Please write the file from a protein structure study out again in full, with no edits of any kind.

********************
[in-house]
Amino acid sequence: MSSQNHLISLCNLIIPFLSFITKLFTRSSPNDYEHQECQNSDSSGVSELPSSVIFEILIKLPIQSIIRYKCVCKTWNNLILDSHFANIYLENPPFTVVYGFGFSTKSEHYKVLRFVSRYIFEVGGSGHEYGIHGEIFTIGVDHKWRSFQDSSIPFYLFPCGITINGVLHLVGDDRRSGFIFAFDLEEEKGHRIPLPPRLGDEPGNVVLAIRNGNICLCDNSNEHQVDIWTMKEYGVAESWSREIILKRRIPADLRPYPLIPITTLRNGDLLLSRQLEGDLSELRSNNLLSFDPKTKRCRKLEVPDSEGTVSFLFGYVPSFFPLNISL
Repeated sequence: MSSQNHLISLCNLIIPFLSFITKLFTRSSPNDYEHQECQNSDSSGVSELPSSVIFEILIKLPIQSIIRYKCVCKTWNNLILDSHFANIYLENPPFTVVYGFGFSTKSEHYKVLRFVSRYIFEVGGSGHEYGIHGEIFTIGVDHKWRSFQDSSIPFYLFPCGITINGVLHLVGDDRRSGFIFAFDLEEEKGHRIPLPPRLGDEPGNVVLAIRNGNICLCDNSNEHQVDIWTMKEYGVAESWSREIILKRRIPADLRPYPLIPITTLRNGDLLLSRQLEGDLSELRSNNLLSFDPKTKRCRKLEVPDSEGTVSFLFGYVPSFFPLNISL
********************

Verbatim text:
[in-house]
Amino acid sequence: MSSQNHLISLCNLIIPFLSFITKLFTRSSPNDYEHQECQNSDSSGVSELPSSVIFEILIKLPIQSIIRYKCVCKTWNNLILDSHFANIYLENPPFTVVYGFGFSTKSEHYKVLRFVSRYIFEVGGSGHEYGIHGEIFTIGVDHKWRSFQDSSIPFYLFPCGITINGVLHLVGDDRRSGFIFAFDLEEEKGHRIPLPPRLGDEPGNVVLAIRNGNICLCDNSNEHQVDIWTMKEYGVAESWSREIILKRRIPADLRPYPLIPITTLRNGDLLLSRQLEGDLSELRSNNLLSFDPKTKRCRKLEVPDSEGTVSFLFGYVPSFFPLNISL
Repeated sequence: MSSQNHLISLCNLIIPFLSFITKLFTRSSPNDYEHQECQNSDSSGVSELPSSVIFEILIKLPIQSIIRYKCVCKTWNNLILDSHFANIYLENPPFTVVYGFGFSTKSEHYKVLRFVSRYIFEVGGSGHEYGIHGEIFTIGVDHKWRSFQDSSIPFYLFPCGITINGVLHLVGDDRRSGFIFAFDLEEEKGHRIPLPPRLGDEPGNVVLAIRNGNICLCDNSNEHQVDIWTMKEYGVAESWSREIILKRRIPADLRPYPLIPITTLRNGDLLLSRQLEGDLSELRSNNLLSFDPKTKRCRKLEVPDSEGTVSFLFGYVPSFFPLNISL